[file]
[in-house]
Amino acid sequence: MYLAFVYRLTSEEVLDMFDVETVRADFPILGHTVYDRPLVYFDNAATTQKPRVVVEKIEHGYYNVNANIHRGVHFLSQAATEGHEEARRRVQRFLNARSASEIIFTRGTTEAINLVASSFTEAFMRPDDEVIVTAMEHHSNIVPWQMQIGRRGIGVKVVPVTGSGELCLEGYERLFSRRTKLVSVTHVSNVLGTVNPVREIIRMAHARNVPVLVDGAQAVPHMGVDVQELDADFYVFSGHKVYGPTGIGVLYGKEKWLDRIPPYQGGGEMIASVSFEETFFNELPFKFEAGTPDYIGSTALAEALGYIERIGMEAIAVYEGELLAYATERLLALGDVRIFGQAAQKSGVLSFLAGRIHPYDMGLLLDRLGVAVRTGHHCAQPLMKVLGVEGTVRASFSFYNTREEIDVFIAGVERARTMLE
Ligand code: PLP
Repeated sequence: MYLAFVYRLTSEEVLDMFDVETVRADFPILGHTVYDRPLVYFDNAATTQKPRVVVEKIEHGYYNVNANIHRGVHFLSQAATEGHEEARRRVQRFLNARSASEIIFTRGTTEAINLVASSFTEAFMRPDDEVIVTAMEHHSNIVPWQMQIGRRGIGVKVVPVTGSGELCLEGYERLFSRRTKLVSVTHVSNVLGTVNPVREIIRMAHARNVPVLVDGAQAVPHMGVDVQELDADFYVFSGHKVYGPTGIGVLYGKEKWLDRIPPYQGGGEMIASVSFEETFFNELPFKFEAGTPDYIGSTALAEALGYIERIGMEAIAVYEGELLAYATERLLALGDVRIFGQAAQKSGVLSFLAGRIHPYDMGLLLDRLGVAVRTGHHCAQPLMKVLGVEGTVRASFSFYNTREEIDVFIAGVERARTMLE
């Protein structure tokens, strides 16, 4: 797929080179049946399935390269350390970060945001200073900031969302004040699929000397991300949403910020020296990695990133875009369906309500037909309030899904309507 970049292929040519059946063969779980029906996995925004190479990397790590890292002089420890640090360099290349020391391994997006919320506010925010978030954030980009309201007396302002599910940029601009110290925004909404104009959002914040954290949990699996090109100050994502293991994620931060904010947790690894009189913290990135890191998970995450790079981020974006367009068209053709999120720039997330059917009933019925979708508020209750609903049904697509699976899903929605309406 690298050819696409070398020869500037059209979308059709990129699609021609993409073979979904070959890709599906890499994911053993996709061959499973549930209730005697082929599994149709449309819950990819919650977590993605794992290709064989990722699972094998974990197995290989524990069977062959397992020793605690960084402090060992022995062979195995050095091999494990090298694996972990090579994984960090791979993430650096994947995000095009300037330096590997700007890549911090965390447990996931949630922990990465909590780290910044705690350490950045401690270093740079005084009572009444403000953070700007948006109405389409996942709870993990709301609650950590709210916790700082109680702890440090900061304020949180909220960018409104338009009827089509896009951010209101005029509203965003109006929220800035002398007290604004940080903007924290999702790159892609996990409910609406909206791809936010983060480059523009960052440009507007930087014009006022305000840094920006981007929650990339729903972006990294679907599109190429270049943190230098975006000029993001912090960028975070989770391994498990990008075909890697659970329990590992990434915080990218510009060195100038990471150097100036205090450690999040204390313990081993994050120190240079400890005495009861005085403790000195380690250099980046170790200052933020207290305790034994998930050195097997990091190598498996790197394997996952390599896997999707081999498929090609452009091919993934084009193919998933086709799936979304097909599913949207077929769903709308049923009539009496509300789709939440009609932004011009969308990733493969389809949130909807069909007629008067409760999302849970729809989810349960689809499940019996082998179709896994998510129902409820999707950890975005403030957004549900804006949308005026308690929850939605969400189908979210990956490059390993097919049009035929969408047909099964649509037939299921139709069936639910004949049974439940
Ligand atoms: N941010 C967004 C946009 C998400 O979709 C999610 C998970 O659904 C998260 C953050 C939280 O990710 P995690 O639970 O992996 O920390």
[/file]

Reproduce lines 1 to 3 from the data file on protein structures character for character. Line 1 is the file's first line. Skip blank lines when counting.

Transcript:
[in-house]
Amino acid sequence: MYLAFVYRLTSEEVLDMFDVETVRADFPILGHTVYDRPLVYFDNAATTQKPRVVVEKIEHGYYNVNANIHRGVHFLSQAATEGHEEARRRVQRFLNARSASEIIFTRGTTEAINLVASSFTEAFMRPDDEVIVTAMEHHSNIVPWQMQIGRRGIGVKVVPVTGSGELCLEGYERLFSRRTKLVSVTHVSNVLGTVNPVREIIRMAHARNVPVLVDGAQAVPHMGVDVQELDADFYVFSGHKVYGPTGIGVLYGKEKWLDRIPPYQGGGEMIASVSFEETFFNELPFKFEAGTPDYIGSTALAEALGYIERIGMEAIAVYEGELLAYATERLLALGDVRIFGQAAQKSGVLSFLAGRIHPYDMGLLLDRLGVAVRTGHHCAQPLMKVLGVEGTVRASFSFYNTREEIDVFIAGVERARTMLE
Ligand code: PLP